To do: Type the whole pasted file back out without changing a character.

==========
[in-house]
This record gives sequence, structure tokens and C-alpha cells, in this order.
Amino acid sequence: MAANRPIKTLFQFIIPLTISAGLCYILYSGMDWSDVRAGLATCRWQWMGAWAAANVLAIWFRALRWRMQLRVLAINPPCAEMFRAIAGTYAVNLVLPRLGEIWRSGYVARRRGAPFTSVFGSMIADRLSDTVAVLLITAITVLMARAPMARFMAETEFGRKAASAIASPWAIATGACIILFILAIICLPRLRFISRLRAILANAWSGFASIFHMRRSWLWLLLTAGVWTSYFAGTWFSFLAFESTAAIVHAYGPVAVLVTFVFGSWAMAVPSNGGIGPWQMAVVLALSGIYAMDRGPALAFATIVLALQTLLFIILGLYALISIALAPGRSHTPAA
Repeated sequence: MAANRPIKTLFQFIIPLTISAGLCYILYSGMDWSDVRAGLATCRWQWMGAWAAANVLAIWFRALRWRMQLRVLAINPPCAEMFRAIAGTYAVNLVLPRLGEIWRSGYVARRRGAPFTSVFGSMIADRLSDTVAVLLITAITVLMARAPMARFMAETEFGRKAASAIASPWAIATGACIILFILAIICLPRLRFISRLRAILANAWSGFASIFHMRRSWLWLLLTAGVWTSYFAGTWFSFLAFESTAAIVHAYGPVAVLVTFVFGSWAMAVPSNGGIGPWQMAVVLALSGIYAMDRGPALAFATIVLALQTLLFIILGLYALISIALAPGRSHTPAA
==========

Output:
[in-house]
This record gives sequence, structure tokens and C-alpha cells, in this order.
Amino acid sequence: MAANRPIKTLFQFIIPLTISAGLCYILYSGMDWSDVRAGLATCRWQWMGAWAAANVLAIWFRALRWRMQLRVLAINPPCAEMFRAIAGTYAVNLVLPRLGEIWRSGYVARRRGAPFTSVFGSMIADRLSDTVAVLLITAITVLMARAPMARFMAETEFGRKAASAIASPWAIATGACIILFILAIICLPRLRFISRLRAILANAWSGFASIFHMRRSWLWLLLTAGVWTSYFAGTWFSFLAFESTAAIVHAYGPVAVLVTFVFGSWAMAVPSNGGIGPWQMAVVLALSGIYAMDRGPALAFATIVLALQTLLFIILGLYALISIALAPGRSHTPAA
Repeated sequence: MAANRPIKTLFQFIIPLTISAGLCYILYSGMDWSDVRAGLATCRWQWMGAWAAANVLAIWFRALRWRMQLRVLAINPPCAEMFRAIAGTYAVNLVLPRLGEIWRSGYVARRRGAPFTSVFGSMIADRLSDTVAVLLITAITVLMARAPMARFMAETEFGRKAASAIASPWAIATGACIILFILAIICLPRLRFISRLRAILANAWSGFASIFHMRRSWLWLLLTAGVWTSYFAGTWFSFLAFESTAAIVHAYGPVAVLVTFVFGSWAMAVPSNGGIGPWQMAVVLALSGIYAMDRGPALAFATIVLALQTLLFIILGLYALISIALAPGRSHTPAA